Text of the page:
In last Tuesday’s Blog I referred to a journalist who spent has a week in South Waziristan – the first member of the press to do so in over a year. Travelling through Jandola, and by successfully dodging all the military check posts in route, he made it to Wana and beyond. While there he got the exclusive opportunity to interview the ‘Amir’ of Pakistani Taliban Haji Mohammad Omar (pictured above.
Here is the interview which came out only a few hours ago.
(I hope to be publishing the rest of his reports on Waziristan as they come out).
Meeting Pakistan's Taleban chief
By Aamer Ahmed Khan, BBC News, South Waziristan, Pakistan
Not many outside Pakistan's troubled tribal zone of Waziristan along the country's north-western border with Afghanistan will be familiar with the name of Haji Omar.
But in Waziristan, it is a name that is commanding increasing respect and awe with every passing day.
Haji Omar is the amir (chief) of the Pakistani Taleban that have risen over the last year to take control of large parts of Waziristan.
His writ runs virtually unchallenged in South Waziristan and he seems confident that his commanders will soon establish Taleban control in North Waziristan as well.
Meeting him in Wana, South Waziristan's largest town, was not exactly what I had expected when I sought an appointment with him through an intermediary in Peshawar.
He was, after all, a supposed al-Qaeda ally, a man on the run from Pakistani authorities who claim to be in control of South Waziristan.
Thus far, he has also successfully dodged the extensive American aerial and human intelligence network in the area.
I asked my escort where we were headed as we left Dera Ismail Khan - the second largest city in Pakistan's North West Frontier Province - at sunrise to meet Haji Omar.
"Wana, where else?" he grinned.
"We will send him a message when we get to Wana and he will come and meet us," the guide told me.
That was exactly how it happened.
Haji Omar drove up to the compound where I was in a simple pick up truck, the kind that one sees in the use of traders and merchants in Waziristan.
There seemed to be nothing remarkable about him - barring the formidable posse of Taleban guarding him.
This impression, however, was quickly dispelled as he started talking.
"Don't listen to anyone who says we have ordered people to grow beards," he laughed.
It was an easy, friendly kind of laughter.
"You don't have a beard and yet here we are sitting as friends, no?" he laughed some more.
Mullah Omar lieutenant
Haji Omar is 55 but appears much younger, his looks belying the fact that he has spent half his life fighting on various fronts in Afghanistan.
Born in the village of Kalushah some 10km (six miles) from Wana, Haji Omar spent several years fighting the Soviets in Bagram and Kabul.
He was injured several times but disengaged from the war only when the Soviets withdrew.
Not wanting to be a part of the fratricidal war between various Mujahideen factions, he left for Dubai in the late 1980s.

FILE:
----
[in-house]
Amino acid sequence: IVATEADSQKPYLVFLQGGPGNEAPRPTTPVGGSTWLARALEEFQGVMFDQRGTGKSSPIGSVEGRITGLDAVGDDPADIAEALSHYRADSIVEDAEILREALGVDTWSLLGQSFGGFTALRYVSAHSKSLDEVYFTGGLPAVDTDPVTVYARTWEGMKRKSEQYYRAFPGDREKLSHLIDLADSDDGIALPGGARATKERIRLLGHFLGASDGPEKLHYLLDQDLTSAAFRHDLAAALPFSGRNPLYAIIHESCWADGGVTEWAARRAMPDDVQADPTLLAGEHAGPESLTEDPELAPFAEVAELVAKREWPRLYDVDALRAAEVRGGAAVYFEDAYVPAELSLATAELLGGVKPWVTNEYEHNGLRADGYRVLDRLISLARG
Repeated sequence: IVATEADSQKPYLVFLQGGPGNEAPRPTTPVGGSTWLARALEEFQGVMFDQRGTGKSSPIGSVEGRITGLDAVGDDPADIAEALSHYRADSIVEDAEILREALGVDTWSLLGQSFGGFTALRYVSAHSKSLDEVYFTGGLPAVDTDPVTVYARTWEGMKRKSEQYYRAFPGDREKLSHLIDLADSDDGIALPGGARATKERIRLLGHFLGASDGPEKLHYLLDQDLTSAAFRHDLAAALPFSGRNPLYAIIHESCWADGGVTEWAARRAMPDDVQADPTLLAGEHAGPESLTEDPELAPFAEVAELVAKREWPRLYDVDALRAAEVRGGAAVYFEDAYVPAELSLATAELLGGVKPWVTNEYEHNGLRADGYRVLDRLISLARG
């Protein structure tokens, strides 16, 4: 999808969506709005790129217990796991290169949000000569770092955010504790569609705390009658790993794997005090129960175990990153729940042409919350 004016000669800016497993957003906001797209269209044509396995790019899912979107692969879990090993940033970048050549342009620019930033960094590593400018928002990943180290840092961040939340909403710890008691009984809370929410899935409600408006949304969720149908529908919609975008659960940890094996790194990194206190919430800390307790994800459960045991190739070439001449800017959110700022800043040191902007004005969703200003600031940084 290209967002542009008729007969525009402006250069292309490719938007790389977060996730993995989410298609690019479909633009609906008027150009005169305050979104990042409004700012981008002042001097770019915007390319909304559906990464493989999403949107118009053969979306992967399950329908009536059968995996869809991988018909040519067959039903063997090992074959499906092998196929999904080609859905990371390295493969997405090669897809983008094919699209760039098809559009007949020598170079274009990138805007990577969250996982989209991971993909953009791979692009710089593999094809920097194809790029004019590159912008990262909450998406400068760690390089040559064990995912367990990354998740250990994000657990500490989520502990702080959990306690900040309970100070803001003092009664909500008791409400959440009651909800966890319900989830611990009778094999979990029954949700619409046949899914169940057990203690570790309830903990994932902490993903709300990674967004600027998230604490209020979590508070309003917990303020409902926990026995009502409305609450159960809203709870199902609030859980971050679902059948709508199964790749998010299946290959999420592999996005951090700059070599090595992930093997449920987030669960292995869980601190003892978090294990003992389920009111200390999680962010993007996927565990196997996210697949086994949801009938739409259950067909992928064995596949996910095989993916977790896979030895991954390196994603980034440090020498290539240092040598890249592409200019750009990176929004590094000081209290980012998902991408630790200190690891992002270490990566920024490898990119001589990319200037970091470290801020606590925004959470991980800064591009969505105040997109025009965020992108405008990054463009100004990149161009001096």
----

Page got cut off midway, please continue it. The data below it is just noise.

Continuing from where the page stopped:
Haji Omar returned to Waziristan and then went to live across the border in Kandahar when the Taleban took control of Afghanistan.
He remained there, serving as one of the many lieutenants of Taleban leader Mullah Omar, until the fall of the Taleban in November 2001.
Since returning to Wana in late 2001, he has been organising the Pakistani Taleban in Waziristan.
Haji Omar has two wives - one in Wana, and one he married later in Kandahar.
Tall and well built, he speaks halting, uncertain Urdu being more proficient in Pashto and Arabic.
There is nothing uncertain about his views though.
"Your government is very happy with us because we have established peace in South Waziristan," he says.
"It is only scared that we may enforce the Sharia [Islamic moral code] here."
Perhaps that is not the government's primary worry at this stage.
Intelligence officials dealing with the tribal areas had earlier told me that their real worries stemmed from the composition of the group calling itself the Pakistani Taleban.
One senior official had alleged that a large number of criminals had entered the Taleban ranks in order to make money from the Arab and Central Asian fighters seeking refuge in Waziristan.
"What do I need money for?" Haji Omar seemed genuinely surprised at the intelligence analysis.
"The government has destroyed my house. If I was getting money from the Arabs, I would have rebuilt my house by now. But I and my people are living in caves and tents," he said.
"Jihad is never for money. If I take money from anyone, I will suffer even in death," he added.
Irrespective of whether money is involved or not, foreign militants are the crux of the problem, aren't they? I asked him.
"The issue is the government's poor understanding of the issue," Haji Omar says.
"Afghanistan was an Islamic country with an Islamic system. It has now descended into anarchy.
"The only way for us to put an end to the anarchy there is to wage a jihad against the Americans and anyone who supports them."
That includes Pakistan, the key American ally in the region.
"Yes, we treat all American allies as enemy. We have caught many people who were trying to help the Americans, either directly or through Pakistan," he said.
What happens when they catch such people?
"We do not waste our bullets on them," Haji Omar said with a smile.
"We slaughter them."